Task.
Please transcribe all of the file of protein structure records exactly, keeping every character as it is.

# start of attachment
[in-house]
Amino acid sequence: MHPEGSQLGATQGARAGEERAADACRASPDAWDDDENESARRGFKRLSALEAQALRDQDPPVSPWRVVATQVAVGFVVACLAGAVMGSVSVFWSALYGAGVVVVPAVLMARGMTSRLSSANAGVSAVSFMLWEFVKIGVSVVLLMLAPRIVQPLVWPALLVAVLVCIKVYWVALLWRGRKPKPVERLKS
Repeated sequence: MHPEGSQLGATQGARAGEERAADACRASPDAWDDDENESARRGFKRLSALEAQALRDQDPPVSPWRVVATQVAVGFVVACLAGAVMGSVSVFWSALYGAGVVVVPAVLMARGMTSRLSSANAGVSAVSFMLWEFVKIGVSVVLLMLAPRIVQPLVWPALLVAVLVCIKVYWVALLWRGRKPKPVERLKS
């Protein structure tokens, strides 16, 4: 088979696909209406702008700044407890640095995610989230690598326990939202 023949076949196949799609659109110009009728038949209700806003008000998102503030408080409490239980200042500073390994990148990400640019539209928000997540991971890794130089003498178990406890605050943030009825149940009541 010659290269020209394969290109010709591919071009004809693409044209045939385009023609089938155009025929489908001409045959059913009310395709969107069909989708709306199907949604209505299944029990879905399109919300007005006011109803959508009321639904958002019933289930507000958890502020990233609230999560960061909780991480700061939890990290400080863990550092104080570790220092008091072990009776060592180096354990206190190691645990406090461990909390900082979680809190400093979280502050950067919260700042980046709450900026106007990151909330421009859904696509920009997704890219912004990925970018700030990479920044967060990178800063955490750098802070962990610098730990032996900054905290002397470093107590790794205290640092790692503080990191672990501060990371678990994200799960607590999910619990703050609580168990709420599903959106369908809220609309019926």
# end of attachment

[in-house]
Amino acid sequence: MHPEGSQLGATQGARAGEERAADACRASPDAWDDDENESARRGFKRLSALEAQALRDQDPPVSPWRVVATQVAVGFVVACLAGAVMGSVSVFWSALYGAGVVVVPAVLMARGMTSRLSSANAGVSAVSFMLWEFVKIGVSVVLLMLAPRIVQPLVWPALLVAVLVCIKVYWVALLWRGRKPKPVERLKS
Repeated sequence: MHPEGSQLGATQGARAGEERAADACRASPDAWDDDENESARRGFKRLSALEAQALRDQDPPVSPWRVVATQVAVGFVVACLAGAVMGSVSVFWSALYGAGVVVVPAVLMARGMTSRLSSANAGVSAVSFMLWEFVKIGVSVVLLMLAPRIVQPLVWPALLVAVLVCIKVYWVALLWRGRKPKPVERLKS
């Protein structure tokens, strides 16, 4: 088979696909209406702008700044407890640095995610989230690598326990939202 023949076949196949799609659109110009009728038949209700806003008000998102503030408080409490239980200042500073390994990148990400640019539209928000997540991971890794130089003498178990406890605050943030009825149940009541 010659290269020209394969290109010709591919071009004809693409044209045939385009023609089938155009025929489908001409045959059913009310395709969107069909989708709306199907949604209505299944029990879905399109919300007005006011109803959508009321639904958002019933289930507000958890502020990233609230999560960061909780991480700061939890990290400080863990550092104080570790220092008091072990009776060592180096354990206190190691645990406090461990909390900082979680809190400093979280502050950067919260700042980046709450900026106007990151909330421009859904696509920009997704890219912004990925970018700030990479920044967060990178800063955490750098802070962990610098730990032996900054905290002397470093107590790794205290640092790692503080990191672990501060990371678990994200799960607590999910619990703050609580168990709420599903959106369908809220609309019926």